Oakland police shut down new Occupy encampment
Jack Hood and Kevin Kearney
30 December 2011
Oakland Police officers raided another occupy encampment Wednesday evening, after protestors had claimed the empty lot as a drug-and-alcohol-free “winter safe haven” for occupiers and the San Francisco Bay Area’s burgeoning homeless population.
The most recent attack on the occupy protestors is of a piece with efforts to suppress the protest movement since its inception.
In tandem with local media outlets, a host of Democratic Party mayors and local officials throughout the Bay Area have directed police to brutally attack and jail protestors, threaten them with false or trumped up charges and destroy their property. In Oakland, the suppression of protests has been led by Democratic Party Mayor Jean Quan.
The most recent police raid was conducted at the request of the owners of the roughly one-acre patch of empty asphalt where protestors had gathered. After the raid, 14 demonstrators were cited for criminal activity and one was arrested for trespassing on private property. Protestors promised that they would return to a new lot, however, explaining that many simply have nowhere else to go during the cold winter months aside from dangerous and crowded homeless shelters.
As police defend an owner’s right to unused property by removing protestors and homeless people from their impromptu protest encampments, they blatantly illustrate the ruling class’ contempt for the basic rights of the working class.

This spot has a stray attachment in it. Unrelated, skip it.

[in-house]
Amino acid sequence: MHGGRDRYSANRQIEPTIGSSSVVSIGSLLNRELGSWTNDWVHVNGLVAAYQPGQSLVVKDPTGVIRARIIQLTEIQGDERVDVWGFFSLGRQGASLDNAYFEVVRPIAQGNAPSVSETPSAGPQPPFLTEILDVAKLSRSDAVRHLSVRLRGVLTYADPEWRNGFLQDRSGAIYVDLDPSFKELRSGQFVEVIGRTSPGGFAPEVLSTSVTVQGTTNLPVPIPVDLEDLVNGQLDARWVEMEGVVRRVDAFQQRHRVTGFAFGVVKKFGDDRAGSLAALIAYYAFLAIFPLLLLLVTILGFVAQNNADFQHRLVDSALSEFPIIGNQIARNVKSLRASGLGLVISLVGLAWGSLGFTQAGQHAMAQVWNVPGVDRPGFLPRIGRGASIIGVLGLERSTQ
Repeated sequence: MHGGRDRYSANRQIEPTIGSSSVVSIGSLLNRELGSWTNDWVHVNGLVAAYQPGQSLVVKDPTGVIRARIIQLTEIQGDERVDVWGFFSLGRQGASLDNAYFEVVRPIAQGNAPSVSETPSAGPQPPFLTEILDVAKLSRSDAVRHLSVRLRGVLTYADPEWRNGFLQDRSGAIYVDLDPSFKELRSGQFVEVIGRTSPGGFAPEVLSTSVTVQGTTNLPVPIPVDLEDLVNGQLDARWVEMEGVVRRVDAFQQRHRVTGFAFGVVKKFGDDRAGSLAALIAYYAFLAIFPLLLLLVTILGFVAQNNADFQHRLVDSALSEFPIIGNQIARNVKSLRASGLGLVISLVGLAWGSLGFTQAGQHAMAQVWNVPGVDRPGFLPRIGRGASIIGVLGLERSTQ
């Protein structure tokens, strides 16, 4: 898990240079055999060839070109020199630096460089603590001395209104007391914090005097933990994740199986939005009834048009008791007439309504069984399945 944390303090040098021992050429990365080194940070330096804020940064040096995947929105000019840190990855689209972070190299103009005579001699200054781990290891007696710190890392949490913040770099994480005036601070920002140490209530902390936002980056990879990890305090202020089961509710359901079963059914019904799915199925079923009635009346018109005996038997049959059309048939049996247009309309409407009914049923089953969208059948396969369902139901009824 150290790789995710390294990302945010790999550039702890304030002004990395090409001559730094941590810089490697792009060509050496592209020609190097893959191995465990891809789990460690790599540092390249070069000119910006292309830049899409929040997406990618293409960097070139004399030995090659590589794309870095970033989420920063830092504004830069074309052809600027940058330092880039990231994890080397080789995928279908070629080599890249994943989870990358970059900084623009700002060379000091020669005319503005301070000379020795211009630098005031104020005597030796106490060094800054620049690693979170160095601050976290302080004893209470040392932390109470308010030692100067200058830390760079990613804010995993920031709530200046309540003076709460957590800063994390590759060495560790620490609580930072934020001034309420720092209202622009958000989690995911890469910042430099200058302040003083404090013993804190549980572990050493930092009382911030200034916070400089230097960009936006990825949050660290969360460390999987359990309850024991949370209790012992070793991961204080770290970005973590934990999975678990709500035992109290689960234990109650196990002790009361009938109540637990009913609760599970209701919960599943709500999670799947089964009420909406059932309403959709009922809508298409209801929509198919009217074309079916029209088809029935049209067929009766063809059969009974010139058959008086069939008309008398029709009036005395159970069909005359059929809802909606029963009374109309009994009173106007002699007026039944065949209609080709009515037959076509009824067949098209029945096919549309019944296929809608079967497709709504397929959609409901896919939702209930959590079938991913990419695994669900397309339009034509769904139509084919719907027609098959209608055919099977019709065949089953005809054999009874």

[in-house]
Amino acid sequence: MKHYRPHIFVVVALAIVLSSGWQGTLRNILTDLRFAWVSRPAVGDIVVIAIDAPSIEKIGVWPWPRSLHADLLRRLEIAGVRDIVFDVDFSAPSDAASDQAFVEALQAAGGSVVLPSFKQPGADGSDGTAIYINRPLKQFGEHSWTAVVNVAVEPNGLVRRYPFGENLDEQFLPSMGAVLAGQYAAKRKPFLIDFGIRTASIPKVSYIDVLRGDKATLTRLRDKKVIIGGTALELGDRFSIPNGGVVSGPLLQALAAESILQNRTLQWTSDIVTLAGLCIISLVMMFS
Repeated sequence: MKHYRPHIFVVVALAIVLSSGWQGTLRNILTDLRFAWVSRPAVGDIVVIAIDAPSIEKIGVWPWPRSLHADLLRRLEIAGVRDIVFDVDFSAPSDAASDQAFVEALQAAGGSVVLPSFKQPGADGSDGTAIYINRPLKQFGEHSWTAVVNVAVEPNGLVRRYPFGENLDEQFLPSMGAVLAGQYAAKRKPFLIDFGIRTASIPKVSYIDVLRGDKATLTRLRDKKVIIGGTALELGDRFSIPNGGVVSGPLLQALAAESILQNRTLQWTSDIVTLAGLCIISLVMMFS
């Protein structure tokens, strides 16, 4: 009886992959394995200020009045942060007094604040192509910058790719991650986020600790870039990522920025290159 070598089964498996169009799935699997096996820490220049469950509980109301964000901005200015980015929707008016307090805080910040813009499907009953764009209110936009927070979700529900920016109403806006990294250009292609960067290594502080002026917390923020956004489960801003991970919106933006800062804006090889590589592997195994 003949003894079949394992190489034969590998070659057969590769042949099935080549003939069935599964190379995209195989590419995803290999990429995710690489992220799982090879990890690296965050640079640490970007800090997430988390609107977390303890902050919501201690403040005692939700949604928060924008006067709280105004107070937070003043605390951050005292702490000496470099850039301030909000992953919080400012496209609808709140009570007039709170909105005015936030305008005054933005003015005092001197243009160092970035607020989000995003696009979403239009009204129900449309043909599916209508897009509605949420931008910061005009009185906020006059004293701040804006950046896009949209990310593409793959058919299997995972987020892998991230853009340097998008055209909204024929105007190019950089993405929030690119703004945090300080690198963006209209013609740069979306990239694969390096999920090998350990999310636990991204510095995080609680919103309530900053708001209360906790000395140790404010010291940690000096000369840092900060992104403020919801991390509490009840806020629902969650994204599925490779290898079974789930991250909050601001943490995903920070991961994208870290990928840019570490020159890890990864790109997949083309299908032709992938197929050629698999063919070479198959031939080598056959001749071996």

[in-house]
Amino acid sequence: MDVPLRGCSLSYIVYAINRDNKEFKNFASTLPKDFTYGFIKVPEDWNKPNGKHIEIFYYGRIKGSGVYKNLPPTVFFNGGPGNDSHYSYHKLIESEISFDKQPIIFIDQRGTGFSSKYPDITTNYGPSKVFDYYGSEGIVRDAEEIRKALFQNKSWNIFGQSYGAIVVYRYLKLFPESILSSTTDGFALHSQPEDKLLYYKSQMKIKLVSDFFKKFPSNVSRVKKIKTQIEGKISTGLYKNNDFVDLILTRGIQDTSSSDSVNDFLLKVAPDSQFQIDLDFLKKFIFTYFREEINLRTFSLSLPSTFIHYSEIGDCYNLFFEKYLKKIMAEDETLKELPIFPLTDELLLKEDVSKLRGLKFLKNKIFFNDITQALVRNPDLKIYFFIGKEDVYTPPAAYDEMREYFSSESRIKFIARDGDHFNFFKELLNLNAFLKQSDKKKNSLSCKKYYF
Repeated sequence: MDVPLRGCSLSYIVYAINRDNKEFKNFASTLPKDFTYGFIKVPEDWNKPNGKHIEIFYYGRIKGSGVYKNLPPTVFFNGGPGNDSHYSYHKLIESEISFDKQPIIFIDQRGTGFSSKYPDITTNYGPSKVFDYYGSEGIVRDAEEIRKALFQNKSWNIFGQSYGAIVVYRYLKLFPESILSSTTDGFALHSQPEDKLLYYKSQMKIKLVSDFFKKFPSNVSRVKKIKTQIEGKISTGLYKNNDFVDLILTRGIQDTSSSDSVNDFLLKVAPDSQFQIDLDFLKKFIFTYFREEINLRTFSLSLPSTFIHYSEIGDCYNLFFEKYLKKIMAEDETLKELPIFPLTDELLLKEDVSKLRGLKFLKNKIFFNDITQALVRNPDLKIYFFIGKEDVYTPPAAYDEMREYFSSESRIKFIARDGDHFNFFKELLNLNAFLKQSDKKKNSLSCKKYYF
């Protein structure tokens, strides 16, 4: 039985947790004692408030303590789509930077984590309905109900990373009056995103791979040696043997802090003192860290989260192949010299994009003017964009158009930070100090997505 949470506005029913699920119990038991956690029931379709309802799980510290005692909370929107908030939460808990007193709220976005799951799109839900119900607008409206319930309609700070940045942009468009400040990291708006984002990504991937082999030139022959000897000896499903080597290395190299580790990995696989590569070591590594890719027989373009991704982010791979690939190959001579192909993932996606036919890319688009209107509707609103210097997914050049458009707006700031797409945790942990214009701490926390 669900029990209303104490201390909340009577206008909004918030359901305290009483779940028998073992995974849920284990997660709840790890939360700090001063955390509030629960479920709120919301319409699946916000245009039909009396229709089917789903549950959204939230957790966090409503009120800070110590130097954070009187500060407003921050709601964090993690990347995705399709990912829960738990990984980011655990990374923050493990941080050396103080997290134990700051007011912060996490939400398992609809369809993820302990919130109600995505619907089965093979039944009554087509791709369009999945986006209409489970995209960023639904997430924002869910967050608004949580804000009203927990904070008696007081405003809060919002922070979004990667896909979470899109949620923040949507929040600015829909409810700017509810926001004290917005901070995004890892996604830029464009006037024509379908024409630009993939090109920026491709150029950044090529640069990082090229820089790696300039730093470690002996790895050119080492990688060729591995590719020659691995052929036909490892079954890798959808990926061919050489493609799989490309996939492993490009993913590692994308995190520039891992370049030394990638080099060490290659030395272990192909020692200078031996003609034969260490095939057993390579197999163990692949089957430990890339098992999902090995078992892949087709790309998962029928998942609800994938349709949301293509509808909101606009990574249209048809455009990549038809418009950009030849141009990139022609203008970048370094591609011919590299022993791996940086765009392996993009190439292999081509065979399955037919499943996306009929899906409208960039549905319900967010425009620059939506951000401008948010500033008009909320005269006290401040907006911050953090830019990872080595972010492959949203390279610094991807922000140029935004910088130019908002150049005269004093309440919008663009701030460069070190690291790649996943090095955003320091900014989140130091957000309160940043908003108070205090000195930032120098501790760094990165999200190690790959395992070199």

Police raids on camps have become commonplace in Oakland. Other encampments in the area have been removed recently as well, including in San Francisco, Santa Rosa, and Berkeley.
The continued presence of encampments brings to the surface the unacceptable levels of homelessness and poverty that exist in the United States.
US Census data revealed recently that nearly half of all Americans qualify as poor or low-income. As both Democrats and Republicans work tirelessly to slash funding for social programs like food stamps, unemployment benefits, Social Security, Medicare, and other social programs, the living standards of a vast majority of Americans continue to fall.
The amount of people forced out of their homes by banks and predatory lenders has risen throughout 2011. In California, 1 in every 248 homes has been foreclosed on. A total of 1.6 million homes were in foreclosure proceedings midway through 2011. Many experts expect this number to climb through 2012, as wages remain stagnant and debt continues to accumulate.
Since the housing bubble burst, Oakland, a heavily working class city, has had one of the highest foreclosure rates in the nation. As recently as March, Oakland’s foreclosure rate was double the national average.